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Thursday, March 21, 2013

Denying Reality In Public Education

     David Fabrizio, the principal of the middle school in Ipswich, Massachusetts, shocked parents by canceling the school's March 2013 Honors Night. The idea behind the annual ceremony was to single out students who have earned high grade point averages. The honored students probably received some kind of certificate of achievement. You know, congratulations for a job well-done, keep up the good work kind of thing. The goal, I image, was to encourage and reward excellence. While it all seemed pretty harmless, Principal Fabrizio found the tradition hurtful to students who did not earn the right to be so honored. That's why he put an end to Honors Night.

     In Fabrizio's letter to parents, he laid out his rationale for ditching the ceremony. He wrote: "The Honors Night which can be a great sense of pride for the recipients' families can also be devastating (italics mine) to a child who has worked extremely hard in a difficult class, but, who, despite growth, has not been able to maintain a high grade point average." (I wonder how many students actually fit this description. I would guess not many.) Principal Fabrizio also pointed out that many students with bad grades did not get support at home. What he was saying here is that successful students have an advantage. One advantage they might have is superior intelligence.

     As a kid who was a poor student with disappointed and embarrassed parents, I can say that I never resented the good students. Had everyone in my classes been as mediocre as me, I wouldn't have seen how hard work is rewarded through college scholarships and entrance into the better schools. When I enrolled into a college without admission standards, I knew I had a lot of catching up to do.

     While I wasn't happy as a failed student, denying the good students the recognition they deserved would not have made me or my parents feel any better.

     So, what was behind this movement in public education to wish away the reality that academically, not all kids are equal? I wonder if some education administrators resent the high-performing students and their boasting, too-proud parents. (It would be interesting to know what percentage of elementary and middle school educators were mediocre students themselves. It's no secret that in colleges and universities, education is one of the least demanding majors.)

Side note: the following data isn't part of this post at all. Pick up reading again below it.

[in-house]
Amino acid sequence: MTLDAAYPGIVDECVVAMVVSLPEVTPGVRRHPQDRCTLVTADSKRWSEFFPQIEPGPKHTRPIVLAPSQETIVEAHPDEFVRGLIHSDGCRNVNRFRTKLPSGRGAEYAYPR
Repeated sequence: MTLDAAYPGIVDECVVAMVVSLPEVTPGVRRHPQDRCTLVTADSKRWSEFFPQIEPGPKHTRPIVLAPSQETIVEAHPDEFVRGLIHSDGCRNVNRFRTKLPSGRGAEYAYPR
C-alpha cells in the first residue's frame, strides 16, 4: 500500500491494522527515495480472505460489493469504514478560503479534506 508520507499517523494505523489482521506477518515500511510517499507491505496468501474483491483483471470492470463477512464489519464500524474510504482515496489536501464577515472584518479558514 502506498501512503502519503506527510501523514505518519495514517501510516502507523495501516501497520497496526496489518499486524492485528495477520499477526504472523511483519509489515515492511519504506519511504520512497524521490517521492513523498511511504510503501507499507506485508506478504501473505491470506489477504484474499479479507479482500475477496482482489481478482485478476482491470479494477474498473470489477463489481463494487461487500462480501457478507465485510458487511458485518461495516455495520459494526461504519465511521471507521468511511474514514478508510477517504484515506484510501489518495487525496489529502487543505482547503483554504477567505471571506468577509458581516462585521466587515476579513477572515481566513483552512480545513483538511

Principal Fabrizio had a background in coaching where the good athletes were worshipped and rewarded. The lesser athletes were humiliated and rejected. In sports, if you perform badly, you can get booed. To my knowledge, no one got booed in the classroom. When he coached, was Mr. Fabrizio concerned that his better athletes had physical advantages over the second-stringers? Did he ever start a hardworking player who was small, awkward, and slow? Would he play a kid who was lazy and out-of-shape? I don't think so. At the end of the season, there were team members who were not awarded varsity letters. Should they have been devastated?

     In my opinion, Principal Fabrizio's letter to school parents in Ipswich, Massachusetts as a load of pedagogical crap.


  1. Really? Oh my goodness! What's next Mr. Hyper Liberal? Lets cancel all birthday parties because some kids and their families do not have the means to buy the same volume and quality of gifts for their kids and the other kids may "feel" bad. As a parent of a high honor student that is currently preparing for college in the spring I can tell you that I beamed with pride for my child when she was inducted into the National Honor Society and the math and chemistry equivilents. Life isn't fair Mr. Principal, grow up!

  2. Why give grades in the classroom at all? Isn't it unfair that some students get A's while others get C's? Are we going to start punishing achievement now? Oh wait, we already are.

  3. Mr. David Fabrizio as a coach probably should not honor his outstanding athletic players, too. Moreover, I certainly would expect that all students trying out for Coach Fabrizio's Team will be allowed to play on his team. Per Fabrizio rationale it can also be devastating to a child who has worked extremely hard to be on his team and does not make the cut or does not get rewarded as an outstanding performer on his team. Maybe we should just keep all our children in the house and shield them from the evils of competition.

    There is an important lesson that the students are not learning here, and that is how to cope with the reality of life. Competition exists, I am not the best, life is not fair, so adapt to the situation, and feel good about yourself.

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